So, I'm still pregnant. My due date is Wednesday. I've been having "pre-labor" symptoms for almost two weeks now, including four nights during which I actually started timing the contractions. So, a lot of lost sleep (why do the contractions always come at night?) but no baby. At my last doctor's appointment (last Friday), I had made progress and was told birth could come any day now. Saturday night, I had almost three hours of moderate contractions at roughly 10-15 minutes apart. I got all excited, and ruined Hubby's sleep, too. Then they just stopped, and I went to sleep for a few hours. Then they started again, and then they stopped again.
Anyway, I don't really want to talk about it. I'm tired of starting all my phone calls/emails with "I'm still pregnant!" or "No, I'm not in labor." I want to talk about health care instead. (Here is my earlier rant on the subject).
One of the things I've been doing to help pass the time while I wait for this baby to be born is read magazines. Somehow, concentrating on a magazine article is easier than concentrating on a book. My parents brought over some old magazines for me to read. One of them was a Newsweek with an article called "No Country for Sick Men", by T.R. Reid. It makes an interesting point- a nation's health care system says something about its character. The American mythology includes the rugged individualist and the self-made rags-to-riches man, so perhaps it is not surprising that we emphasis personal choice and responsibility so much in our health care system.
It also gave me a little more understanding into one of the aspects of the debate that has been most difficult for me to grasp. To me, and many other left-leaning types, health care is a universal right. I consider the large number of un- and underinsured people a symptom of a moral failing in our country.
As I read and try to understand the point of view of people opposed to the proposed reforms, I have been puzzled by the belief of many more conservative people that health care is not a right, but a privilege. (One good, and non-combative place, to get a feel for this point of view is this guest post from Loralee's husband on her blog.) I could not figure this out. Isn't the right to life one of the most fundamental rights? Doesn't lack of access to adequate health care impinge upon this right? I've posted these questions on a couple of the more thoughtful conservative posts opposing health care reform, and never really gotten an answer. I also have never received a satisfactory answer to the question of what to do about emergency care- currently, emergency rooms have to provide care to anyone who needs it, whether they can pay or not. We all pay for the care for those who are unable to pay for it themselves. This is an expensive way to pay for care, some of which could be handled in a doctor's office if the patient had access to one, and some of which could be avoided altogether with good treatment of chronic diseases like asthma and diabetes.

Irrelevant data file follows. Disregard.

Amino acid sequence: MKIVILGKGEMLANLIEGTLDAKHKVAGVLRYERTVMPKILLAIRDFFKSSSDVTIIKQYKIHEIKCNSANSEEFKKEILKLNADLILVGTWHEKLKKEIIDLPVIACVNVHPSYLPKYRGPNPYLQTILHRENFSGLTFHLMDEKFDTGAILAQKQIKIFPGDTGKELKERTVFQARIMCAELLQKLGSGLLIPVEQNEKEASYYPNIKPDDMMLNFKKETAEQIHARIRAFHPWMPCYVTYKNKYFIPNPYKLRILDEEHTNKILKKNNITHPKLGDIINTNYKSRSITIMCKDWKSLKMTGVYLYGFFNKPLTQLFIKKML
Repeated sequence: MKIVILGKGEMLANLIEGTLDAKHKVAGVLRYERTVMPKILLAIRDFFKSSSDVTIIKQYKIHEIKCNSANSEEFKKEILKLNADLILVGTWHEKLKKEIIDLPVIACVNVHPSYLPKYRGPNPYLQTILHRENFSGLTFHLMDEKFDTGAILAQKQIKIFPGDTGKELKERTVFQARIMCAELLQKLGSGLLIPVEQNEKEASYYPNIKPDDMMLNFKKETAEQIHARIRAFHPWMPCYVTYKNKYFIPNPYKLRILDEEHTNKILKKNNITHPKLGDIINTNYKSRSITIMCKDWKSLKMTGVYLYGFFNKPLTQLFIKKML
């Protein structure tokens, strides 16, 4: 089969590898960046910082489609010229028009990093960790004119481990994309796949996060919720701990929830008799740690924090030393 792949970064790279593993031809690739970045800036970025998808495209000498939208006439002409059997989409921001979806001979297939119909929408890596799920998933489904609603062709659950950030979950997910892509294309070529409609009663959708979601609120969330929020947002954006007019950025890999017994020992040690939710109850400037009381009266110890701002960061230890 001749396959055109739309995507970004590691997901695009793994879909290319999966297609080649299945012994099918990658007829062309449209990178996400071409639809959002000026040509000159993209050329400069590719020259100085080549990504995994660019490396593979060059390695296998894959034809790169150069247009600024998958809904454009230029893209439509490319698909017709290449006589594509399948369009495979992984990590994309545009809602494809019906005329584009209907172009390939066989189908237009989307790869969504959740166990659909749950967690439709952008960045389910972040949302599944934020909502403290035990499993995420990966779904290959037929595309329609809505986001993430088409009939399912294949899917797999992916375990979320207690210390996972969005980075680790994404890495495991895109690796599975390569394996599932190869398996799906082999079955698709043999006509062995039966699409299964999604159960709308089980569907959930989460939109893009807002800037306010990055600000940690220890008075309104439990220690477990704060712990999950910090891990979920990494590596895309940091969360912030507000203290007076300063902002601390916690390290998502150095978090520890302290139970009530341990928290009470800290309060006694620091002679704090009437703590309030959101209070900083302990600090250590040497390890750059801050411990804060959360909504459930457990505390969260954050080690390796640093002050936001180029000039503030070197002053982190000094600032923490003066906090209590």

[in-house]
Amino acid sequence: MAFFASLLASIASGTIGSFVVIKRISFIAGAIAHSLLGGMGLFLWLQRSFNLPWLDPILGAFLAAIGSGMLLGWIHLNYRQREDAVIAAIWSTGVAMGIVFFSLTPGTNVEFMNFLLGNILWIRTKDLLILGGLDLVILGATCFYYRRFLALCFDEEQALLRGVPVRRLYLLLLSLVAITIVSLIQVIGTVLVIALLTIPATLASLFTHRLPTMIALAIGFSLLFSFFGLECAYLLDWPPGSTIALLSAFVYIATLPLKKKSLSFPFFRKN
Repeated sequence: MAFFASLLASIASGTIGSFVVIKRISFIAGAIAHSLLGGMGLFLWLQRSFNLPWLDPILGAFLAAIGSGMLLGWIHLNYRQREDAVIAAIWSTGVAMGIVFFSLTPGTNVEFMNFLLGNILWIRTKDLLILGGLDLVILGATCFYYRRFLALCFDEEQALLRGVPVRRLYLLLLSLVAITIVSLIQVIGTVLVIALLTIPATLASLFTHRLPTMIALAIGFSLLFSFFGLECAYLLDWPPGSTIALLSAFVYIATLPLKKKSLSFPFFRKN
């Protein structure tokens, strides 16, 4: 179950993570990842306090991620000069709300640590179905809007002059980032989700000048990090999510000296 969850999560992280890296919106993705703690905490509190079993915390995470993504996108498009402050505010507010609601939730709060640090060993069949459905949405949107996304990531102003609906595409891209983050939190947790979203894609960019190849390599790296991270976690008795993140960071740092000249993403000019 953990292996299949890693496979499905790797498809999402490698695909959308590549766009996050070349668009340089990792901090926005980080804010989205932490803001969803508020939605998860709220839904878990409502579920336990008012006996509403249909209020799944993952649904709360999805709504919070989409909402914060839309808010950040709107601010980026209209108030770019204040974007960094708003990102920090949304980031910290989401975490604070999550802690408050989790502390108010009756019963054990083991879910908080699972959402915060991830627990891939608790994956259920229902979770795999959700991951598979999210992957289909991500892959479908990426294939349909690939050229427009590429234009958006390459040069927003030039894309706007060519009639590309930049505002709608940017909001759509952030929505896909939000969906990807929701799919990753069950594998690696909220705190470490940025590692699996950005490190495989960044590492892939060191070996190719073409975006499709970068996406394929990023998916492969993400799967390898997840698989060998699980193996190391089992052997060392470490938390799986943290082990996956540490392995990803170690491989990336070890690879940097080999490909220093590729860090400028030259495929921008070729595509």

But perhaps the Newsweek article explains it, at least partially. To me, providing health care to everyone is a moral imperative. To opponents of universal health care, it is a moral hazard, creating a system in which people can shirk their responsibility for their own health- and if you won't take care of your own health, what does that say about your approach to other responsibilities? I guess that forcing someone to go to emergency rooms, with their long waits and stressful conditions, for all his care does send a message that he has somehow failed in his responsibilities.
I don't agree at all with this viewpoint, and I am hoping that my country decides that providing health care to all is a moral imperative, not a moral hazard. But perhaps I can understand one of the opposing viewpoints a bit better now. I still can't really reconcile the moral hazard idea with the rabid opposition from the same people to a mandate requiring people to take responsibility for their health care and purchase insurance. This is usually painted as an attack on personal freedom- but why should someone be free to force me to pay for his/her emergency room treatment? As far as I know, no one has argued that we should turn people away from emergency rooms if they cannot pay.
So I guess I still cannot understand the viewpoint of the opponents of health care reform. I suspect they are just as baffled by my viewpoint. What a shame that we have not taken this opportunity to have a thoughtful debate on real issues, and instead are shouting at each other. Maybe if we all tried a little harder to understand the concerns of the other side, we could find a solution that really would reflect our nation's character.